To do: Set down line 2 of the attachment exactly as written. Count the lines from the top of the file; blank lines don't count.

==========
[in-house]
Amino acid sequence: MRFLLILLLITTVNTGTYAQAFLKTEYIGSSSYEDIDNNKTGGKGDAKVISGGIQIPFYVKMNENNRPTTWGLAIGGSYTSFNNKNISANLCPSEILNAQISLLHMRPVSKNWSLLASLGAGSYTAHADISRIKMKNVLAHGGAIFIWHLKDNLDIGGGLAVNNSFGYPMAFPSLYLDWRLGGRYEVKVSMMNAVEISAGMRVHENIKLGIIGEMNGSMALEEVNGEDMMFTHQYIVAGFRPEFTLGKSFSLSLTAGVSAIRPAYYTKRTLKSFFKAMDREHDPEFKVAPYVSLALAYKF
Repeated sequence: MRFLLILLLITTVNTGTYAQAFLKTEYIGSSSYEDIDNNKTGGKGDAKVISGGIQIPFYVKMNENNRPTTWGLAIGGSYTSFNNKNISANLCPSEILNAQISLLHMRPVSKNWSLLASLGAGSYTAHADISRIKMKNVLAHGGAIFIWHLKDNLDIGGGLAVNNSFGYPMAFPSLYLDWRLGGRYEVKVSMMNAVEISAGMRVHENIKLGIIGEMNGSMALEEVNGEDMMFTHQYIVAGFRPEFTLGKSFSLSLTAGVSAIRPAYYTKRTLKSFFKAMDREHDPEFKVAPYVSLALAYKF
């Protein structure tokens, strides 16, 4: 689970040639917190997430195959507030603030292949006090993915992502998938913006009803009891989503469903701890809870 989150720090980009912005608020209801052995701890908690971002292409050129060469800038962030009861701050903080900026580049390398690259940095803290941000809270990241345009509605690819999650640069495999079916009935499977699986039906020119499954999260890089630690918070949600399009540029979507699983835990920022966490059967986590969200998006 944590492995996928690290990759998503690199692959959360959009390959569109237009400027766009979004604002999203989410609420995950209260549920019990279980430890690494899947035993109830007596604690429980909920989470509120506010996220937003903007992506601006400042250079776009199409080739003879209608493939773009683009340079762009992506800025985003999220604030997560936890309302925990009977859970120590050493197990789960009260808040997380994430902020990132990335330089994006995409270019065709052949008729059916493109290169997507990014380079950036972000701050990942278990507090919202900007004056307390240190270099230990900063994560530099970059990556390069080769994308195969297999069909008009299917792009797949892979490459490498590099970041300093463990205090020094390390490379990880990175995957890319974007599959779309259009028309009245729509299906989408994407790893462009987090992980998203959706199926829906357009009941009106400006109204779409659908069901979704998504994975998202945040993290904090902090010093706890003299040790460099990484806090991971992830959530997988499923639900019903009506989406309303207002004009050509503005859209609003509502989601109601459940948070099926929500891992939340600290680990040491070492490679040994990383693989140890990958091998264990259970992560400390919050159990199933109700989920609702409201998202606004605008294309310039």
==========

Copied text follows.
Amino acid sequence: MRFLLILLLITTVNTGTYAQAFLKTEYIGSSSYEDIDNNKTGGKGDAKVISGGIQIPFYVKMNENNRPTTWGLAIGGSYTSFNNKNISANLCPSEILNAQISLLHMRPVSKNWSLLASLGAGSYTAHADISRIKMKNVLAHGGAIFIWHLKDNLDIGGGLAVNNSFGYPMAFPSLYLDWRLGGRYEVKVSMMNAVEISAGMRVHENIKLGIIGEMNGSMALEEVNGEDMMFTHQYIVAGFRPEFTLGKSFSLSLTAGVSAIRPAYYTKRTLKSFFKAMDREHDPEFKVAPYVSLALAYKF